TIFF: Filmmaker says 'The Paperboy' is 'not a feel-good movie'
Actor Zac Efron, director Lee Daniels and actor David Oyelowo arrive at the premiere for the film "The Paperboy" at Elgin Theatre in Toronto during the Toronto International Film Festival on Friday, Sept. 14, 2012. (AP /Photo by Arthur Mola/Invision)
Published Saturday, September 15, 2012 11:50AM EDT
TORONTO -- The last time movie maker Lee Daniels was at the Toronto International Film Festival, in 2009, he won the People's Choice Award for the distressing drama "Precious."
But he doesn't expect such prizes for his new festival entry, "The Paperboy," noting the provocative and polarizing film noir is "not a feel-good movie."
"'Precious' tugged at our heart strings. It was a different type of movie.... This does not tug at your heart strings. It makes you want to throw up, it makes you want to feel a certain way, it makes you feel..." he trails off, motioning as if he were choking.
"And that's what I wanted to happen, and I think that those aren't the prizes. I look at it as art, some people look at it as garbage."
Daniels directed and co-wrote "The Paperboy," which is based on the novel by Pete Dexter.
Teen screen favourite Zac Efron shows a decidedly more mature side of himself as the titular character, who falls for Charlotte (Nicole Kidman), a trashy blond bombshell with a penchant for writing love letters to inmates. Matthew McConaughey and David Oyelowo play a pair of journalists who, with the help of Charlotte, probe the case of a creepy alligator hunter (John Cusack) on death row for murder.
"The Paperboy" has drawn mixed reviews and much chatter over its stark, sexually and racially charged scenes, especially those involving Charlotte.
Daniels noted "Precious" -- which won two Oscars (for supporting star Mo'Nique and for Geoffrey Fletcher's adapted screenplay) and touched on topics including incest and HIV -- also "got a lot of criticisms, from the African American community," because it "opened a door that should not have been opened."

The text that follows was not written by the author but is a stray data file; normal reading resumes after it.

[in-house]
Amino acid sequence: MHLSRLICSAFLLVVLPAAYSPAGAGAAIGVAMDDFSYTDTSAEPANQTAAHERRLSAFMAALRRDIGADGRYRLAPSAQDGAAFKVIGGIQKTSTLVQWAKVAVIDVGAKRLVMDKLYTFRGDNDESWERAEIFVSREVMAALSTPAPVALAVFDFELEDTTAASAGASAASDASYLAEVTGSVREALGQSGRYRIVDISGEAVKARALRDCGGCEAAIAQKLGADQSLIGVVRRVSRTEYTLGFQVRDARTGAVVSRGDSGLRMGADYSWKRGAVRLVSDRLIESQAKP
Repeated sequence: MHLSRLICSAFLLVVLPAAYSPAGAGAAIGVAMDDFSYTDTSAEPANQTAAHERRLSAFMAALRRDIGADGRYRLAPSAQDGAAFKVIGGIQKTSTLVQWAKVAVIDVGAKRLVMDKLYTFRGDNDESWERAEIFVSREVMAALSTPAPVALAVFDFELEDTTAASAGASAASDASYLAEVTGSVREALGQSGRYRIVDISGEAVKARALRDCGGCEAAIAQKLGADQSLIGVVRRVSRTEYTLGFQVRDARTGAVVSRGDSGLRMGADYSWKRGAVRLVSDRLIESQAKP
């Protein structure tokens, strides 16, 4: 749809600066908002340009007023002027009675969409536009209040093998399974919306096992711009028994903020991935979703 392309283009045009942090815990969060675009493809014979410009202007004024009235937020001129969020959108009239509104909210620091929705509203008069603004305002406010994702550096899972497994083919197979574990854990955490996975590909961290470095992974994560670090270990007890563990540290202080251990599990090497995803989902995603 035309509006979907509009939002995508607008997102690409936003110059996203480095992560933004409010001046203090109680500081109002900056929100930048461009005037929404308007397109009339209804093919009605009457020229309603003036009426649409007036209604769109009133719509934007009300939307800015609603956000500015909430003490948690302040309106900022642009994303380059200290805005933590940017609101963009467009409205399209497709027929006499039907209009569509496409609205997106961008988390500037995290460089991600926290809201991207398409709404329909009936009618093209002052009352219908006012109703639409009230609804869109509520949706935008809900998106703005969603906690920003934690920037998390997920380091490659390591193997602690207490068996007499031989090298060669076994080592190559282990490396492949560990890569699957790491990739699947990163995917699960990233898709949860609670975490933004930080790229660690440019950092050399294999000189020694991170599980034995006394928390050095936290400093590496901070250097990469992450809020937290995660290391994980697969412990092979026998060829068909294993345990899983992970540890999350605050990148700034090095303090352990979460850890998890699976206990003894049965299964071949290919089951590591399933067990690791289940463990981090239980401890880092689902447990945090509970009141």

And with "bona fide beautiful movie stars" playing characters who are also caught up in intense circumstances in "The Paperboy," he expects critics will go after him because he's "being audacious."
"It's the exact same thing that I experienced from the African American community about showing a side that people just don't (show), and I think that's the beauty of whatever is shocking, supposedly, about my work," said Daniels, who was nominated for a best-director Oscar for "Precious."
"What's more shocking is that we don't see it more often."
Daniels also noted there's typically "no grey area" when it comes to reaction to his films.
"There's either I love it or I hate it and I think that's what you walk away with my movies."
"The Paperboy" is due to hit theatres Oct. 19.
No matter the critical reception, Daniels is satisfied knowing he's helped his veteran cast members show a different side of themselves onscreen.
"That's the high, that is my award right there, that's my Oscar ... that is my thrill," he said. "And I relish in it, that they trust me with their actor, their instrument, and they do whatever I tell them to do because they want to serve me and the story.
"And it makes me really proud to be a director."
The Toronto film festival will announce its 2012 People's Choice Award on Sunday.